Stuart gardens, baby: low-income housing in VA. Nothin’ but love. Allen Iverson was raised one deep with his two sisters there, Ma Dukes-style. His moms Ann began, at the tender age of 16, to take care of what is rightfully hers for life. Her son’s life has run the cycle from his best friend’s murder to visits with former NAACP national chairman Ben Chavis. The true gamut from heaven to hell. He’s forever been his family’s promise, their escape. Being so talented and so young, Allen has had the unreal responsibility of doing what keeps many of us down—raising a family and being raised at the same time. In most cases this would be a Black thing, but Allen beat the odds and made it to G’Town (instead of walkin’ around the neighborhood, frontin’, wantin’ to be a superstar in a Hoya t-shirt), so it’s an Allen thing. You wouldn’t understand.

November ’96. Things aren’t the same. Walk into the lobby of Georgetown’s McDonough gymnasium and notice the difference. The enormous, ever-so-deep framed photograph of Fred Brown and Gene Smith with the ’83 NCAA National Championship trophy remains the center piece, and Ewing, Mourning and Mutumbo still tower over all the rest, but on the floor, in the glass-enclosed trophy case, the change is manifest. Two solid gold basketballs chill. Trophies that read, “Allen Iverson. 1994-95 Big East Rookie-of-the-Year” and, “Allen Iverson. 1994-95 Big East Defensive Player-of-the-Year.” Between them lies a letter from President Clinton.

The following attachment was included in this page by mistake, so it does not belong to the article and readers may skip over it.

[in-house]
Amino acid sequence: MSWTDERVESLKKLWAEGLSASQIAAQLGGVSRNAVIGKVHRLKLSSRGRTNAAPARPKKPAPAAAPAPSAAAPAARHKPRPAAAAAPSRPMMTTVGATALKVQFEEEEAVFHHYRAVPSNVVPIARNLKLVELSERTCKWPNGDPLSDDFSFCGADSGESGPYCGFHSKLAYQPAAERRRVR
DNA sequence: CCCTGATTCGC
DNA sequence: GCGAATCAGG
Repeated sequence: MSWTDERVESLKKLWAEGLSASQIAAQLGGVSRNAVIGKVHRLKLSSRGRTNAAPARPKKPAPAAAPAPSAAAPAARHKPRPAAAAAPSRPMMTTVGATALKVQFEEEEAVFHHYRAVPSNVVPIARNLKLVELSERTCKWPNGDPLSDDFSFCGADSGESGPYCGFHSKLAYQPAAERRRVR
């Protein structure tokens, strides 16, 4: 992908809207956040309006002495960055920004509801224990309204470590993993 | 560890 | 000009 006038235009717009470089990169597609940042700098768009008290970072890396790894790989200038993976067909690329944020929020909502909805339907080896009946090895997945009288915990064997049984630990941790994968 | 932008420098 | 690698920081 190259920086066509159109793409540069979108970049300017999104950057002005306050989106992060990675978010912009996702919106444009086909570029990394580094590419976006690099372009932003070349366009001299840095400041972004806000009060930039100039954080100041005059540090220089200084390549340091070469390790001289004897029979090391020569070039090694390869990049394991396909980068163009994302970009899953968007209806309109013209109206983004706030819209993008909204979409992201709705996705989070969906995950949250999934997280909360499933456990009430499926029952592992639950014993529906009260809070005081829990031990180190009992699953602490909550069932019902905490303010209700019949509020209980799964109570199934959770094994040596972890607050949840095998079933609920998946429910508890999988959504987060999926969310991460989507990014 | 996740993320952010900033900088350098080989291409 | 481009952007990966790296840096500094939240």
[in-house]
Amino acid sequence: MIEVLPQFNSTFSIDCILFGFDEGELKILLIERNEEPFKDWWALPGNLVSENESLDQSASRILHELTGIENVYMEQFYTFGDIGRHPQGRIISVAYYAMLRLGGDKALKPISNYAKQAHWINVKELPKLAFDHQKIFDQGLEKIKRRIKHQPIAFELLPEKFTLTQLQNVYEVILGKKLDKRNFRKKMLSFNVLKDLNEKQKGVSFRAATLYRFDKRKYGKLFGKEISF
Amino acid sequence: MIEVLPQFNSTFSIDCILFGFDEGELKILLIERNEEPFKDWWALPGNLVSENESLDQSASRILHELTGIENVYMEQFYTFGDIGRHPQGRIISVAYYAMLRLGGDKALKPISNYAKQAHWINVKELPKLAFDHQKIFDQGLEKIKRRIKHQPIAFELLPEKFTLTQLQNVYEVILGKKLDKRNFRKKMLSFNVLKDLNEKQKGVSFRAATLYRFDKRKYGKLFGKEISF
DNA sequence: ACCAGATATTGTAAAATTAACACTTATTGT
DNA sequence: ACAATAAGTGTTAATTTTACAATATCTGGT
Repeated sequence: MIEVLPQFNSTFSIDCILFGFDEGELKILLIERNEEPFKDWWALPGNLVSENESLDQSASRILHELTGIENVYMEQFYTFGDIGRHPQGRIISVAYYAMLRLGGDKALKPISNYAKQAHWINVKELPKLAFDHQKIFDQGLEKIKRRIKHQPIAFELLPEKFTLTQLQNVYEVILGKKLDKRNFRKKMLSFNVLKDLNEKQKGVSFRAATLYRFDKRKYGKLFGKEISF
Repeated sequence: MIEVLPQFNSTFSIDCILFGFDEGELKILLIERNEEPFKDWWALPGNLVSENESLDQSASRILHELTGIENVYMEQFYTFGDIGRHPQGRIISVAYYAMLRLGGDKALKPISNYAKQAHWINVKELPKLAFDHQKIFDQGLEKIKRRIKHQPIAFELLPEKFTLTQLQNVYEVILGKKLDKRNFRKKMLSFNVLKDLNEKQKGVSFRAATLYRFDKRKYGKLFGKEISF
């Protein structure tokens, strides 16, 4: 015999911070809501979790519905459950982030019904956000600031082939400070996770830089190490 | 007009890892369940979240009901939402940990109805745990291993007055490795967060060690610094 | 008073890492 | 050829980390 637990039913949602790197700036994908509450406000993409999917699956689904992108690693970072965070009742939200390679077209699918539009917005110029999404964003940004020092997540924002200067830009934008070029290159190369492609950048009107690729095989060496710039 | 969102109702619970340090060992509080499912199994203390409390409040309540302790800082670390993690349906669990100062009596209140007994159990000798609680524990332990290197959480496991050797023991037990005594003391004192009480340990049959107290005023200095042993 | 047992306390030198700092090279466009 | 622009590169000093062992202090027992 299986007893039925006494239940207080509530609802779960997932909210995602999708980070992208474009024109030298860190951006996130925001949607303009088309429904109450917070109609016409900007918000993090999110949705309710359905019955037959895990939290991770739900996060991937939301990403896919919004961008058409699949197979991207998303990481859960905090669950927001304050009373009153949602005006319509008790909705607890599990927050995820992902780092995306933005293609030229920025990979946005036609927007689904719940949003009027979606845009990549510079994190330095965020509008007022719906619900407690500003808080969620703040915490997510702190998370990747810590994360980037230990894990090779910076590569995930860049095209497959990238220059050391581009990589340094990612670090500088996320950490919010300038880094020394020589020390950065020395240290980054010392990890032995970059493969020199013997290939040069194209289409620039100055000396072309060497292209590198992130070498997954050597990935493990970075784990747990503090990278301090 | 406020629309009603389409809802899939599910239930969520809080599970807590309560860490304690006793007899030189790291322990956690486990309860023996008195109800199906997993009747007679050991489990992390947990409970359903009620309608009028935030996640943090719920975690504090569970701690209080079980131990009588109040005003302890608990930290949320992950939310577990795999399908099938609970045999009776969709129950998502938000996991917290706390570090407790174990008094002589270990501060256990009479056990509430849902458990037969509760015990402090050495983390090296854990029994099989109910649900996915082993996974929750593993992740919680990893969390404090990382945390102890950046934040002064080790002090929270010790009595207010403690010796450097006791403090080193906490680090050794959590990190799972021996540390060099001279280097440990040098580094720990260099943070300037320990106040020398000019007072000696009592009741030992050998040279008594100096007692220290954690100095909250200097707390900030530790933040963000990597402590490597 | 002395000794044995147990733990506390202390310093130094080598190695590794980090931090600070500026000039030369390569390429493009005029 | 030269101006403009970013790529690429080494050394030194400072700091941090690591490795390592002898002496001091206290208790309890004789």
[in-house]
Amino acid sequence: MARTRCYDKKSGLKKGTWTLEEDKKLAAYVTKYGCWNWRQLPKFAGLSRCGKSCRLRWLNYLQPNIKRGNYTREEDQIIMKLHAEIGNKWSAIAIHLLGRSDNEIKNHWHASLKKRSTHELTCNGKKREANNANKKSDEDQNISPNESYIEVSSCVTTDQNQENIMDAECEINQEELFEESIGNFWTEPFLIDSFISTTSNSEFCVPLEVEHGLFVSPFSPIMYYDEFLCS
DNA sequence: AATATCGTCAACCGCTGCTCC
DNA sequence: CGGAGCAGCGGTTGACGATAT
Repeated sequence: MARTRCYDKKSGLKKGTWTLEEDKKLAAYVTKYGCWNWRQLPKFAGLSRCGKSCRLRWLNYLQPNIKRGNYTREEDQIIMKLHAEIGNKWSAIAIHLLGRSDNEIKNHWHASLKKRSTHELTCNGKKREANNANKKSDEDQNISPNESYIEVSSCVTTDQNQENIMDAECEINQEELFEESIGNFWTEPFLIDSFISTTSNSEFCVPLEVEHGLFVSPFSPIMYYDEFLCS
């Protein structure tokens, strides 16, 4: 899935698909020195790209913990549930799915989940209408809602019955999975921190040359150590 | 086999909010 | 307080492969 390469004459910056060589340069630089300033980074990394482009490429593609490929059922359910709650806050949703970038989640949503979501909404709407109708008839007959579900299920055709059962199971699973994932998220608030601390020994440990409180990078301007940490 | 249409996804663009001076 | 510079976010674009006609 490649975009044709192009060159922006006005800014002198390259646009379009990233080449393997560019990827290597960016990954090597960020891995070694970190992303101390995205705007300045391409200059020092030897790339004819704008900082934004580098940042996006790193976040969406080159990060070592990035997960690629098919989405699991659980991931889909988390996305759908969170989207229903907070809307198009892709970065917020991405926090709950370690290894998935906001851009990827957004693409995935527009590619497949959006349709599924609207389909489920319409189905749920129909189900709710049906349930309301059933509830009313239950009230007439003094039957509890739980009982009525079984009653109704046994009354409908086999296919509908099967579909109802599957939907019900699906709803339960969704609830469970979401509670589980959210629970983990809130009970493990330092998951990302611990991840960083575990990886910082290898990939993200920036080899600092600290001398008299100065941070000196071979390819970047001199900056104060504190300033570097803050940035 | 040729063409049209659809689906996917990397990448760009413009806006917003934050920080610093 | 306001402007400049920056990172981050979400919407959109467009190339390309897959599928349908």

Daddy’s home. His voice echoes inside the gym. It’s year two of John Thompson’s new life. Papa’s got a brand new bag. A bag of tricks. In baggy shorts. See, Allen Iverson is not the same player that walked into this gym 12 months ago. He’s controlled, confident and well-coached. Like son, like father. John Thompson learned as much last year about Allen Iverson as Ive learned about coach. Defeating the norm as the first truly celebrated player under 6-12 in contemporary Thompson history, Iverson is the solution to his pops’ problems.

“Coach [Thompson] was like a father figure to me right off hand… We just clicked.” Allen Iverson’s words are soft, but they run deep. He understands that not only is he getting one of life’s greatest educations, he’s filling a void in the career of a man who knows more than Michael Bivins about turning boys into men.

“Ninety percent of having a relationship with him is things that occur off the court. He helped me though last year. I didn’t want to come here and just do anything. Any problems that I have, I can go to him and he’ll sit down and listen. It is a lot more than player-coach between is. I don’t think I could’ve made it (through last year) without him.”

Thompson takes the yellow brick road with Allen. He knows he has someone special, a gift, but it’s not about hoops.

“If you’ve been in this business for a while,” Thompson says when asked about his prodigal son, “You know you’re not supposed to be impressed with people. You’re here to attempt to mold and get (students) prepared for their next stage of life. That’s what education is all about. Allen has done just that. He has done what I’ve asked him to do, and when he has not done it, we’ve sat down and talked.”

“He wants to educate himself. So it’s not a problem. It’s almost amusing to me sometimes to hear the questions I’m asked about him in relation to the person that I have to deal with.” It’s always that way. Nobody understands true talent. Especially those talents deemed sons of John.